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The (New) Fundamentals of Turfgrass Nutrition

C62291821dac0dd5b7ef3b72a30cd137?s=47 Micah Woods
January 13, 2016

The (New) Fundamentals of Turfgrass Nutrition

Most seminars, presentations, articles, and even semester-long courses about turfgrass nutrition discuss the functions of different elements. Potassium is involved in stomatal regulation, phosphorus is essential for root development, calcium for cell wall strength, and so on. All true, but largely irrelevant for the turfgrass manager. What the turfgrass manager must know is not the function of each element, but the quantities -- is enough of this element present to meet the grass requirements, or is it not? If it isn't present in adequate quantities, how much must be added to ensure the grass has enough? In this seminar, the fundamentals of turfgrass nutrition will be explained, with a focus on an understanding of the amount of each nutrient that is required.

C62291821dac0dd5b7ef3b72a30cd137?s=128

Micah Woods

January 13, 2016
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Transcript

  1. The (New) Fundamentals of Turfgrass Nutrition Micah Woods Chief Scientist

    Asian Turfgrass Center www.asianturfgrass.com 13 January 2016 Northern Green Expo Minneapolis, Minnesota
  2. What a ects growth? Growth is a function of photosynthetic

    light, plant water status, temperature, and a nutrient index.1 This can be represented as the environmental productivity index (EPI). 1Each of these factors can be represented by an index that takes a value from 0 to 1. Thus, the EPI will also have a value in the range of 0 to 1. The nutrient index is primarily a function of leaf N content.
  3. What a ects growth? Growth is a function of photosynthetic

    light, plant water status, temperature, and a nutrient index.1 This can be represented as the environmental productivity index (EPI). (light)(water)(temperature)(nutrient) = EPI 1Each of these factors can be represented by an index that takes a value from 0 to 1. Thus, the EPI will also have a value in the range of 0 to 1. The nutrient index is primarily a function of leaf N content.
  4. Light, Samui Island, Thailand

  5. Light, Samui Island, Thailand

  6. Light, Fukuoka, Japan

  7. antum light meter

  8. Water, Thailand

  9. Temperature, Iceland

  10. Nutrient – progressive K deficiency

  11. Growth = nutrient use

  12. Simplified EPI   XXX X (light)   XXX

    X (water)(temperature)(nutrient) = EPI
  13. Law of the minimum? “In terms of Liebig’s Law of

    the Minimum, nitrogen is usually the element in shortest supply, and therefore applying nitrogenous fertilizers has a large impact on plant growth. The reason that nitrogen, of all the elements, is so o en limiting to growth is simply that plants require a great deal of it.” Jonathan Silvertown in Demons in Eden: The Paradox of Plant Diversity.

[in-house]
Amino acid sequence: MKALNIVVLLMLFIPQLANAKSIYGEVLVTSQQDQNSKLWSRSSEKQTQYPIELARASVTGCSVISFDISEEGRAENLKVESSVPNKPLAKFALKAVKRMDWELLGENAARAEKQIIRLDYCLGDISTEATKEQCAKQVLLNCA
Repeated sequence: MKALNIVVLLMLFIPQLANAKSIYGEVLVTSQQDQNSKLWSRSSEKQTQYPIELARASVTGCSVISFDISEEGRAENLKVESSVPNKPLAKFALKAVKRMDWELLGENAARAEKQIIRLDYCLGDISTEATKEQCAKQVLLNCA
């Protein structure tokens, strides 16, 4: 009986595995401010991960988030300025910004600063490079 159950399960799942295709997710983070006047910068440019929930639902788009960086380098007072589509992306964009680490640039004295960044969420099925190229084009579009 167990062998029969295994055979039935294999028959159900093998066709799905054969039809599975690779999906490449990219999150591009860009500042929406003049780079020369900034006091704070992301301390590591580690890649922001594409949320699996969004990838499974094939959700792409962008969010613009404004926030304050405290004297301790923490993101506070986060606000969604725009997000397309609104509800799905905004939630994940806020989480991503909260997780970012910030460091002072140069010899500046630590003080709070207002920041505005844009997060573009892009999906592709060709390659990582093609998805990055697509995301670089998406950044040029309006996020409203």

14. Not like this

  15. What is important soil pH

  16. What is important soil pH soil organic ma er content

  17. What is important soil pH soil organic ma er content

    N application rate
  18. What is important soil pH soil organic ma er content

    N application rate K in the soil
  19. What is important soil pH soil organic ma er content

    N application rate K in the soil P in the soil
  20. pH “In many parts of the world notably the US

    Midwest and Europe, soils have been limed to a particular target pH [6.5 to 7.0] according to the crop. Because plants do not directly respond to the activity of H+, it is pertinent to enquire why this approach to liming has enjoyed such widespread popularity ... Liming experiments throughout the world reveal that, with very few exceptions, all crops including legumes cease to respond to lime above pH [5.5 to 5.8]” Sumner and Yamada in Farming with Acidity, Communications in Soil Science and Plant Analysis, 2002.
  21. None
  22. None
  23. pH, GSS summary 4.5 5.0 5.5 6.0 6.5 7.0 7.5

    8.0 8.5 pH
  24. OM%, GSS summary 0.0 2.5 5.0 7.5 10.0 OM360

  25. K ppm, GSS summary 0 50 100 150 200 250

    KM3
  26. P ppm, GSS summary 0 100 200 300 400 PM3

  27. What is important soil pH, know it, normal conditions are

    pH in the range of 5.5 to 8.3
  28. What is important soil pH, know it, normal conditions are

    pH in the range of 5.5 to 8.3 soil organic ma er content, I like to know it
  29. What is important soil pH, know it, normal conditions are

    pH in the range of 5.5 to 8.3 soil organic ma er content, I like to know it N application rate, know it, and adjust it to achieve the desired growth rate
  30. What is important soil pH, know it, normal conditions are

    pH in the range of 5.5 to 8.3 soil organic ma er content, I like to know it N application rate, know it, and adjust it to achieve the desired growth rate K in the soil, keep above the MLSN guideline
  31. What is important soil pH, know it, normal conditions are

    pH in the range of 5.5 to 8.3 soil organic ma er content, I like to know it N application rate, know it, and adjust it to achieve the desired growth rate K in the soil, keep above the MLSN guideline P in the soil, keep above the MLSN guideline
  32. Two questions 1. Is this element required as fertilizer? 2.

    If it is required, how much should I apply?